Opinion: What people get wrong about Biden
Opinion by Julian Zelizer, CNN Political AnalystUpdated: Thu, 10 Nov 2022 21:42:43 GMTSource: CNNEditor's Note: Julian Zelizer, a CNN political analyst, is a professor of history and public affaiOpinion by Julian Zelizer, CNN Political Analyst
Updated: Thu, 10 Nov 2022 21:42:43 GMT
Editor's Note: Julian Zelizer, a CNN political analyst, is a professor of history and public affairs at Princeton University. He is the author and editor of 24 books, including, "The Presidency of Donald J. Trump: A First Historical Assessment." Follow him on Twitter @julianzelizer. The views expressed in this commentary are his own. View more opinion on CNN.
President Joe Biden has been consistently underestimated. Democrats performed exceptionally well by historical standards on Tuesday and Biden walks away having fared better than any other President in his first midterm since George W. Bush in 2002. "It was a good day for democracy," the president declared on Wednesday.
Democrats did extremely well in states such as Michigan and Pennsylvania. Many of the election deniers running for secretary of state or governor lost. Even in states where Democrats were walloped, such as in New York, there were bright spots, including Gov. Kathy Hochul's victory over the Trump-endorsed Republican Lee Zeldin.
The outcome was a surprise to both parties. Since World War II, the party of the president has typically performed poorly in the first midterm of an administration, with an average loss of 26 seats in the House and four seats in the Senate. Under former President Donald Trump, Republicans lost 40 seats in the House in 2018. Democrats lost 63 in the House in 2010 under Barack Obama, and 52 in 1994 under Bill Clinton.
When presidential approval ratings fall to where President Biden's numbers have been -- between the high-30s and mid-40s this year -- that normally spells massive defeat. See, for examples, Donald Trump (38%) in 2018, Obama (46%) in 2010, Bill Clinton (41%) in 1994. Besides Biden's low approval rates, high inflation, turbulent financial markets, and other issues that have favored Republicans -- such as concerns about crime -- loomed large in most polls.
Yet the red wave so many anticipated didn't happen. Votes are still being counted in key states and districts, but even if Republicans end up with control of one or both chambers, their majority will be extremely narrow. It's safe to say Democrats will not face the "shellacking" they experienced in 2010.
The midterms mark the culmination of two difficult years, during which Biden has repeatedly defied expectations. At each stage of his tenure, Biden has achieved what many fellow party members thought impossible.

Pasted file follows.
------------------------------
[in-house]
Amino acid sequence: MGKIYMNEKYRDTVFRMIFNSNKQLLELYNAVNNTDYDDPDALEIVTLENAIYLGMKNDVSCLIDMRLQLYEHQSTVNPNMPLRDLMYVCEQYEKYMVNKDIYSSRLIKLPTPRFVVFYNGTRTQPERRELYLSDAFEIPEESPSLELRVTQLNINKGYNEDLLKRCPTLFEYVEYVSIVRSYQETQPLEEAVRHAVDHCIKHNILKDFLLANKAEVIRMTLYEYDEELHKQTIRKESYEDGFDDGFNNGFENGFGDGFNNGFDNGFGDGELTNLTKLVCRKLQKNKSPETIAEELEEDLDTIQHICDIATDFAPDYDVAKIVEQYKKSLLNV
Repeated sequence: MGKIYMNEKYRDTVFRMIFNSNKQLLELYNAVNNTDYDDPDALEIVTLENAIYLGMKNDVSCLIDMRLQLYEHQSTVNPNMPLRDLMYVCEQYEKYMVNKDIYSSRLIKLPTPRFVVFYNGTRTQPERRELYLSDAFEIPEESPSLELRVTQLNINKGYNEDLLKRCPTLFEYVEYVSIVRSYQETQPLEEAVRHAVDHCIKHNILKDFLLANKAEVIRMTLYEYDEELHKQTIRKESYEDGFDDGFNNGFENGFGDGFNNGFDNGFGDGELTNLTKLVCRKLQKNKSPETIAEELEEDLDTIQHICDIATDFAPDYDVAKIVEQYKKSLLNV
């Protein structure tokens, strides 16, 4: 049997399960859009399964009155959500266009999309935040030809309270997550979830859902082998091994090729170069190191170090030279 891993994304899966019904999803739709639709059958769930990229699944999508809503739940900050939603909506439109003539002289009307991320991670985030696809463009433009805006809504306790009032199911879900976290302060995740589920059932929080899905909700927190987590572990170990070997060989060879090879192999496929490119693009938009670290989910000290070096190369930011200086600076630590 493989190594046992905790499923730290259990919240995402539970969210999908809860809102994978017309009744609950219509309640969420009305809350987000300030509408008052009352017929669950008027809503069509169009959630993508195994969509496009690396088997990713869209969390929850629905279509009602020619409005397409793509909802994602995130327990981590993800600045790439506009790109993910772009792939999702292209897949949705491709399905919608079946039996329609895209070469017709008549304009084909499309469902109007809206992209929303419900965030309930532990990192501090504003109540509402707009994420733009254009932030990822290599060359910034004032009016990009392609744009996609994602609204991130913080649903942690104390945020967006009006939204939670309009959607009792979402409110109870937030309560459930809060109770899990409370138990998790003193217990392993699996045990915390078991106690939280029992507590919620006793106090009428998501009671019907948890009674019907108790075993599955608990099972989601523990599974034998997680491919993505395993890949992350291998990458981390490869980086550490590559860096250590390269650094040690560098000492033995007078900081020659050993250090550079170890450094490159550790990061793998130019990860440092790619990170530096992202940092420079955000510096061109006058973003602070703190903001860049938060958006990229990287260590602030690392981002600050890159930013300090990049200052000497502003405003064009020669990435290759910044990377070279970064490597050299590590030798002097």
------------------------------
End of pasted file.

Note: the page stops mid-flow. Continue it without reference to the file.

After defeating a huge slate of younger and more exciting candidates in the 2020 Democratic primaries, Biden went on to defeat the incumbent president, Donald Trump. This was not a trivial accomplishment. Since World War II, most presidents have successfully won reelection. Despite Trump having increased his total votes and expanded his base, he was unable to stave off Biden, who campaigned on a combination of protecting American values, relying on science in the response to the Covid-19 pandemic, and promising to returning government to normalcy --issues that worked like a charm after the chaos of the Trump administration.
But things didn't get easier for Biden once he entered the White House. Covid continued to wreak havoc on the country and the economy. Despite a 50-50 split in the Senate and Democratic Sens. Joe Manchin and Kyrsten Sinema pitting themselves against the administration at various points, Biden was still able to move a formidable legislative agenda through Congress, overcoming fierce Republican opposition and even winning a few GOP votes along the way. The American Rescue Plan, the Bipartisan Infrastructure Law and the Inflation Reduction Act stand up as a historic trifecta -- a legislative track record arguably more significant than any that we have seen since President Lyndon Johnson's Great Society. Besides the three major pieces of legislation, Biden also appointed more federal judges by August than any president at that point in the term since John F. Kennedy, according to the Pew Research Center. Biden has also used his executive power to make progress on issues like fighting climate change, bolstering the US' economic competitiveness, and forgiving student debt.